Tag Archives: America

David Davenport: A Different Kind of Character for a Different Kind of War

America is again at war, but war of a different kind: war against an unknown virus attacking our health, our economy, our social lives. Sadly, there is no quick knockout punch we can deliver to the enemy, no cease-fire agreement halting hostilities.

No, fighting this war will require a different kind of character. It will require the “now” generation of instant technology and immediate gratification to exhibit patience. The “me” generation must become a “we” generation.

This war will be fought on the front lines of medical science, but even more important now is the home front. We will need both rugged American individualism and community concern for one another. The golden rule—do unto others as you would have others do unto you—will be more valuable than a financial bailout or a silver bullet.

This is America’s new test of character.

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Owen Strachan: Opportunity Amidst Distancing

The Coronavirus pandemic has fundamentally altered American—and global—life. Right now, we don’t know if this season of distancing will last for weeks or months.

Here is something we do know: for families, this can be a time of quietness and togetherness. We are used to a super-heated, super-busy lifestyle. Many families barely see each other and rarely share a meal together during a normal week. We dash from activity to activity, missing many opportunities for closeness, love and training.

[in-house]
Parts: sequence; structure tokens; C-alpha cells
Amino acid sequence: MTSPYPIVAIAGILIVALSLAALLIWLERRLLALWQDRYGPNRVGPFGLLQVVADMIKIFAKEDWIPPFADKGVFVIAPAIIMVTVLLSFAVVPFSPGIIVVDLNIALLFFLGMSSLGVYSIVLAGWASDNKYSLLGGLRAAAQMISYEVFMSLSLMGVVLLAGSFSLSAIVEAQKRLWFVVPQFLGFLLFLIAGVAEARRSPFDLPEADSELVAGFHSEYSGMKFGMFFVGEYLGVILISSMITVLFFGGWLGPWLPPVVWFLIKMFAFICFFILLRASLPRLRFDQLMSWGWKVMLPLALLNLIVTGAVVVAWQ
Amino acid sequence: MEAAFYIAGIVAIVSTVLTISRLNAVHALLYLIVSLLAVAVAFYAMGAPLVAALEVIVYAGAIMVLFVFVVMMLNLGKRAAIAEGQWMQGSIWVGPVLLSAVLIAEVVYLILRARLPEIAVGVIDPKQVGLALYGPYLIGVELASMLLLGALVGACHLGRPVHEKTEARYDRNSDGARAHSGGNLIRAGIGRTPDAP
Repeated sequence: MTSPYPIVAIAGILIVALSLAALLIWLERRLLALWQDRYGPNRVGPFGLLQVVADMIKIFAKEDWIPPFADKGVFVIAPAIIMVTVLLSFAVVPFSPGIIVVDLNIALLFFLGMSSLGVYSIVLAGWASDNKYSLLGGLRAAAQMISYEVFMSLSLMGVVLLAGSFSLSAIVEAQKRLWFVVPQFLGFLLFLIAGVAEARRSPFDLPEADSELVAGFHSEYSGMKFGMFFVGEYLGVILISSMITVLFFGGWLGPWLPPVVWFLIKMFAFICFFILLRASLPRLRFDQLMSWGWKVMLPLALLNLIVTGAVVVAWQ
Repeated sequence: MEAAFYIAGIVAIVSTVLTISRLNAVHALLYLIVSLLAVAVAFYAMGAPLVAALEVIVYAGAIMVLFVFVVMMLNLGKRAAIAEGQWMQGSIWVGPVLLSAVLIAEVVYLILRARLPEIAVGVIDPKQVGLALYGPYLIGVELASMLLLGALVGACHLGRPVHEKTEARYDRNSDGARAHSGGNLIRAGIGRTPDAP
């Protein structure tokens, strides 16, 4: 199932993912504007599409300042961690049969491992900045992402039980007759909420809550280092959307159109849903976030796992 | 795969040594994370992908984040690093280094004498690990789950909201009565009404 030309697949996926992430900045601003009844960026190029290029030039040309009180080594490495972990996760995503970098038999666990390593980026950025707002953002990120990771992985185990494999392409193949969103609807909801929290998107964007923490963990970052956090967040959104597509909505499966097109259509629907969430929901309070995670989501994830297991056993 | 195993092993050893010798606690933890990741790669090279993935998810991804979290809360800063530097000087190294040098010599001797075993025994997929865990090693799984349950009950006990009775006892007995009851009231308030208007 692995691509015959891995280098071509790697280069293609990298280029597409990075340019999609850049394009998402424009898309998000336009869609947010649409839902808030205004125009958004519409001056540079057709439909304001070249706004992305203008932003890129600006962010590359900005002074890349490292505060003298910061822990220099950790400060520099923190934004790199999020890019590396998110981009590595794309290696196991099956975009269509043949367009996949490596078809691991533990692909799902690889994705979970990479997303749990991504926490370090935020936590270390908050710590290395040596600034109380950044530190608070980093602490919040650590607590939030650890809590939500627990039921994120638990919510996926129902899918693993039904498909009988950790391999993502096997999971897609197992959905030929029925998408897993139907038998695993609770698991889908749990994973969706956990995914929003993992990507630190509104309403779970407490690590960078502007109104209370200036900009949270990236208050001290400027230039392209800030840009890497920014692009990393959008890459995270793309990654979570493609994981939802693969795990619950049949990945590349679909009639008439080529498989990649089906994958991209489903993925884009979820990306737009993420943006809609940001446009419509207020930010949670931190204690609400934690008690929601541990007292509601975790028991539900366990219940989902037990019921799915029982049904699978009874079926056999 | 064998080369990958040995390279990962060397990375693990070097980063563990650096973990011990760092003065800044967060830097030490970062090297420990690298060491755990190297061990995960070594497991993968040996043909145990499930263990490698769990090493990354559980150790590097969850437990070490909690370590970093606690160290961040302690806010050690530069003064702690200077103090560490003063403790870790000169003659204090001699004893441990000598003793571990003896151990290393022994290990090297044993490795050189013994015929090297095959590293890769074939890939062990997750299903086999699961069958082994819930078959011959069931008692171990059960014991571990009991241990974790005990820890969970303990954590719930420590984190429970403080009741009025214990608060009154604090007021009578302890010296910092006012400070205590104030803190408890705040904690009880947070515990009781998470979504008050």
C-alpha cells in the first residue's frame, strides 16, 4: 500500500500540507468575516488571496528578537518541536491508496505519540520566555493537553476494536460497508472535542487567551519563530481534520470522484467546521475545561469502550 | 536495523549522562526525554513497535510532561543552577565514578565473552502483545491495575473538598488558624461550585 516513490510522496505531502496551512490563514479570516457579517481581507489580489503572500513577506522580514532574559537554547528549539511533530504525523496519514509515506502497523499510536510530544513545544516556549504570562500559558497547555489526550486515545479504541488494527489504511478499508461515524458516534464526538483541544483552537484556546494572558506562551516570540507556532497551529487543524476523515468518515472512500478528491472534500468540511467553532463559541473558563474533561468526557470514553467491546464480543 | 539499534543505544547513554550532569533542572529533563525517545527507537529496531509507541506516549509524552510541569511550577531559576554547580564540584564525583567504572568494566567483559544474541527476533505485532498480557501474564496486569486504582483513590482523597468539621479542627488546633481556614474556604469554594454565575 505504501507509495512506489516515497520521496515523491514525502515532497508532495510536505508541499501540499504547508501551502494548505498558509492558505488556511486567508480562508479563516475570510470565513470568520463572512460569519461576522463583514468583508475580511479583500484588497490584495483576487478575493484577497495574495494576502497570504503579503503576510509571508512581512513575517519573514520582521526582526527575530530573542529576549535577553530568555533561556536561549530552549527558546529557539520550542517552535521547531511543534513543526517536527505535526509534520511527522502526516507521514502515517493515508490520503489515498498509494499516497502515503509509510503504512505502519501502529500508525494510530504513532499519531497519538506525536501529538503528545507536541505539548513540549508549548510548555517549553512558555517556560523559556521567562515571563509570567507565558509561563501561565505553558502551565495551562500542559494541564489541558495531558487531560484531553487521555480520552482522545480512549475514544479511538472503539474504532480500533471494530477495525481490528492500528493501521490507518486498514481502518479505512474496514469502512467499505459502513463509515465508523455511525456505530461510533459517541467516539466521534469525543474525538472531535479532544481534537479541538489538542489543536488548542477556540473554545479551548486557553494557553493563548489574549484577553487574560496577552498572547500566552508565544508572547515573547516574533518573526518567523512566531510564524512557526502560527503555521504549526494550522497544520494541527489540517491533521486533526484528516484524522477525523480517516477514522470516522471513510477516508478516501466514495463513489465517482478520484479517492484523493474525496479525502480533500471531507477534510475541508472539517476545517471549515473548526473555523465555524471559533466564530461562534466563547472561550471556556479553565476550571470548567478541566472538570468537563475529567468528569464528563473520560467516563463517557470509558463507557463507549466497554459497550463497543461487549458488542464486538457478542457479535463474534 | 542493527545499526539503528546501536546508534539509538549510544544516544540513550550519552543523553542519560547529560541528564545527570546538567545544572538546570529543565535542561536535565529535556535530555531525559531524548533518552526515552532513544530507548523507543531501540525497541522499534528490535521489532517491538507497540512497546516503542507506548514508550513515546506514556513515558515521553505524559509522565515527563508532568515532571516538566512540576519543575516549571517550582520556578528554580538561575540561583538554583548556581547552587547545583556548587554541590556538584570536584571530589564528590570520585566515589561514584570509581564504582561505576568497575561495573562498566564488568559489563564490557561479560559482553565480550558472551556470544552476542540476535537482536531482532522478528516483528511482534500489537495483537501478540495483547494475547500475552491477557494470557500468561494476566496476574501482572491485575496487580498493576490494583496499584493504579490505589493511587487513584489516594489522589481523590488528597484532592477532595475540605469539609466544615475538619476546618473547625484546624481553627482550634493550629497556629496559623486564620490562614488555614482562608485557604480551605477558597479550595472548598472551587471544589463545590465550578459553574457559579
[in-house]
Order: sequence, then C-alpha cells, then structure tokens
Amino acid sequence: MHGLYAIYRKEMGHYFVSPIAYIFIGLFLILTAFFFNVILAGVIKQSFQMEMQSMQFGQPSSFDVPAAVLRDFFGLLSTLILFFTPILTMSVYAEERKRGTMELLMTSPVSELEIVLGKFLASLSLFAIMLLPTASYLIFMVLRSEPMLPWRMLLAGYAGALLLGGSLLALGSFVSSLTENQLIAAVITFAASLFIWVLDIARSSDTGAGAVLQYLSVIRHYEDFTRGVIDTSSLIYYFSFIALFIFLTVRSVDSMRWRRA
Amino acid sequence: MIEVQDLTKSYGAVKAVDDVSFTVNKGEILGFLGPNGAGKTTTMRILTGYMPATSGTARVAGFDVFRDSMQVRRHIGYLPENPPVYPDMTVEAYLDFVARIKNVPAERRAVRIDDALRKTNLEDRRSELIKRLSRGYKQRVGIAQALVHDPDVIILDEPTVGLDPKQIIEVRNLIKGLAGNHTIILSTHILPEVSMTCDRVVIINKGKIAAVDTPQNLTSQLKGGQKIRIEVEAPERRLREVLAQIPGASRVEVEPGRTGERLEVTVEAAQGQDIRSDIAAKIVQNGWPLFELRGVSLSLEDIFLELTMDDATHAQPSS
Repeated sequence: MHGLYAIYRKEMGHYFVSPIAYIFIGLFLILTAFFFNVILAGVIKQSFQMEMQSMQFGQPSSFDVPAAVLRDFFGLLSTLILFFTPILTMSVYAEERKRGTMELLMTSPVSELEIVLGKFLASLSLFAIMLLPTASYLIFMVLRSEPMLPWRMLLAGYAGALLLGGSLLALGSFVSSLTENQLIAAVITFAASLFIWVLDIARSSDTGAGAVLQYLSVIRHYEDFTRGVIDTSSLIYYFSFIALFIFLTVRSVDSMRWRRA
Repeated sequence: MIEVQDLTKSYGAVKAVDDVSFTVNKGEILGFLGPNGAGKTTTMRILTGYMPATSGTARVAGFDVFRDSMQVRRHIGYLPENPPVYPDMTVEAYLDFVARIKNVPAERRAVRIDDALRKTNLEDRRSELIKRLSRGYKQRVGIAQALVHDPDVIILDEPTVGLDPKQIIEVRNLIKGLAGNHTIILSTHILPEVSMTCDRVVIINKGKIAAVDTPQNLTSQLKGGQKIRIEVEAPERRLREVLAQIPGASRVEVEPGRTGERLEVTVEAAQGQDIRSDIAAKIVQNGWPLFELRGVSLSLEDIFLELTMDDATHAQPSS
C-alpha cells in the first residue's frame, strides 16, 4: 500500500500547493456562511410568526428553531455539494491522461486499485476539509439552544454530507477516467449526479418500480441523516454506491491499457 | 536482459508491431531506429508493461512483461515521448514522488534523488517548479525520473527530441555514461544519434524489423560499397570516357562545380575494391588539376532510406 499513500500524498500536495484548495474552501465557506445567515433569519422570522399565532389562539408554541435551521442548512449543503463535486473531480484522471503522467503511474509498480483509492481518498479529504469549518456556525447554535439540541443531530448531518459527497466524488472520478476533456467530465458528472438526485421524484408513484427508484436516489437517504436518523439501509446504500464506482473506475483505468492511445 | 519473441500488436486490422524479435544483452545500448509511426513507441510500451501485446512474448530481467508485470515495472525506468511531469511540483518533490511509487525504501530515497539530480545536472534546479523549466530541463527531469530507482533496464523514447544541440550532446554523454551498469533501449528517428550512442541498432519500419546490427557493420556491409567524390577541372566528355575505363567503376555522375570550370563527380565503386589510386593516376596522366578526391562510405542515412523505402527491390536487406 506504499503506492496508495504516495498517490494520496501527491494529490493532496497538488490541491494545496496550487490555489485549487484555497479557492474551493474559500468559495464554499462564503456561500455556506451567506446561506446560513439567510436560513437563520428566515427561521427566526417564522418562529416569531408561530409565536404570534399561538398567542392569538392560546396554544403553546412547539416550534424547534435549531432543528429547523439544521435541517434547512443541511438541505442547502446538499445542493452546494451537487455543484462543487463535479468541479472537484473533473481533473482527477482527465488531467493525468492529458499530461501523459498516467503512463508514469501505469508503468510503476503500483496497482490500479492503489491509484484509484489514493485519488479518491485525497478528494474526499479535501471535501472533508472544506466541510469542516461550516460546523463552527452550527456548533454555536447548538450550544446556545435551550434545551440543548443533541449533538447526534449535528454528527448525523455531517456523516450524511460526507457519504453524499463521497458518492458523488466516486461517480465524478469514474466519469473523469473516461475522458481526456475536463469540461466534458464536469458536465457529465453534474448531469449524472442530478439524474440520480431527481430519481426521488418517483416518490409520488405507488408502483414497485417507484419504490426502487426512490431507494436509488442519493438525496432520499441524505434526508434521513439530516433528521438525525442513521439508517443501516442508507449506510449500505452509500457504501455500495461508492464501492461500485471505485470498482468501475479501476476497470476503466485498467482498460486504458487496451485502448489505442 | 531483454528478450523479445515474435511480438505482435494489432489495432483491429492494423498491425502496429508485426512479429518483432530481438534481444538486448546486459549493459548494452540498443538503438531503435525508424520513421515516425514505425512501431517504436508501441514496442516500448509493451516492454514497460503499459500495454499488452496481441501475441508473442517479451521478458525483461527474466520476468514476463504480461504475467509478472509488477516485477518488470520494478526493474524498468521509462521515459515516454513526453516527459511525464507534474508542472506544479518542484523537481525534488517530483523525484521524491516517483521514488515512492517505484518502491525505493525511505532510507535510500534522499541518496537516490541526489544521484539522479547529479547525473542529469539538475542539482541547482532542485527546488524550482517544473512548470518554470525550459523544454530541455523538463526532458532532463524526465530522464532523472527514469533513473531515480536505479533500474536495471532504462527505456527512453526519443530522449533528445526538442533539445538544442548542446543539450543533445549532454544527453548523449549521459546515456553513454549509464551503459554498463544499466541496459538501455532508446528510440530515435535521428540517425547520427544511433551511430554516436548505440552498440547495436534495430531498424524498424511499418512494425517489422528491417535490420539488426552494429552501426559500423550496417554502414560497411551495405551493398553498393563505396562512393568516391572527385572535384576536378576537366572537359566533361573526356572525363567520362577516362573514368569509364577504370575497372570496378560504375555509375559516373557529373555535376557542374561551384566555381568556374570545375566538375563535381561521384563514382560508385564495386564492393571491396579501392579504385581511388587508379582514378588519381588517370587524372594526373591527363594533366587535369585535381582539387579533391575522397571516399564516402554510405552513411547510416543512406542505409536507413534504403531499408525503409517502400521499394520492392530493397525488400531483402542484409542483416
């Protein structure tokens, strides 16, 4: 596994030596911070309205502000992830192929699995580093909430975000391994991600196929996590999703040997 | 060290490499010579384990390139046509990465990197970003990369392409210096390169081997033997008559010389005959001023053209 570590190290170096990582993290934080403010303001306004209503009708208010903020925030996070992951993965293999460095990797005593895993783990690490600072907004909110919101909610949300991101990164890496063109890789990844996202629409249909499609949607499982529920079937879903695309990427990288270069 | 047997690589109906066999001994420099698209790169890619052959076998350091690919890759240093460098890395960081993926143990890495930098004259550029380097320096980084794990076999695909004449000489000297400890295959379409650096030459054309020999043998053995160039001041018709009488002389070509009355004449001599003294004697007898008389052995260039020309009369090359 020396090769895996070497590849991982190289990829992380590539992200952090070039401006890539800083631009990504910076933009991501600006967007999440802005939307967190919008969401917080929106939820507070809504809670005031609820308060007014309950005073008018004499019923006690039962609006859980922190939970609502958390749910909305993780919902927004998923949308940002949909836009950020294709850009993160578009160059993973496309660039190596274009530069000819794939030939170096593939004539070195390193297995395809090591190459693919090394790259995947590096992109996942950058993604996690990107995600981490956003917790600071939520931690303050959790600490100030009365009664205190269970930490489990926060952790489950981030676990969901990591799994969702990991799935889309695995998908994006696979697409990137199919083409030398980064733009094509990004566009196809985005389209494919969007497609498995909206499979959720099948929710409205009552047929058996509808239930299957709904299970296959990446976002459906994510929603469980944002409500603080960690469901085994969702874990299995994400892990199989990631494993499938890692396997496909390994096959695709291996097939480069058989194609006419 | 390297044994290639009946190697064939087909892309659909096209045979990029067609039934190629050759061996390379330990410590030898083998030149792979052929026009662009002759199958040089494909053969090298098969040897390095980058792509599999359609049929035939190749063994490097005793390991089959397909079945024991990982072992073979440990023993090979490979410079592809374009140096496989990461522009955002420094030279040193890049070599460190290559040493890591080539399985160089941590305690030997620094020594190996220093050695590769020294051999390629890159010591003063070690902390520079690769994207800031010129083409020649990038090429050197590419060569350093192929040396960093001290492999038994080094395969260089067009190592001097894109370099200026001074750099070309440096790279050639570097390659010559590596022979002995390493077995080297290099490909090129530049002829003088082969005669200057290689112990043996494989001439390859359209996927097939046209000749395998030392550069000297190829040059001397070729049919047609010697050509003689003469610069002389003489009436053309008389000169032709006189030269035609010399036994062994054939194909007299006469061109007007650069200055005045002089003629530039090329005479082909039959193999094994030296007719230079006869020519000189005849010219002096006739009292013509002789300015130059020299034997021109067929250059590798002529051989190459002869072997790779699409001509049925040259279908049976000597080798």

No one wants a global pandemic. We’re working and praying for its end. But fathers and mothers should not miss the real chance we have here.

Amidst many difficulties, we can prioritize the family.

We can plug back in with our children: Read good books, play board games, laugh and pray together, hope together.

This is a tough season—but if we seize the moment, we can redeem the time.

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David Davenport: Democrats Don’t Want A Revolution After All

In the twinkling of an electoral eye, frontrunner Bernie Sanders’ campaign is near death and Joe Biden’s has been resurrected. How could this happen?

Bernie said the American system needed a “political revolution,” and his revolution was “for all”: Medicare for all, free college for all, housing for all and jobs for all. The price tag was tens of trillions of dollars and a revolution in how America operates.

Even Democrats were not ready for that.

Perhaps it was about stopping the Trump revolution: a CNN Poll shows that 66 percent of Democratic voters thought Biden could best oppose Trump, 26 percent for Sanders. Or maybe concern over the coronavirus revolution changed things: the same poll showed Biden could best handle a major crisis by 65 percent over Sanders–at 23 percent.

It turns out 2020 is not the year for a revolution.

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Lanhee Chen: A Healthcare Wakeup Call From the Coronavirus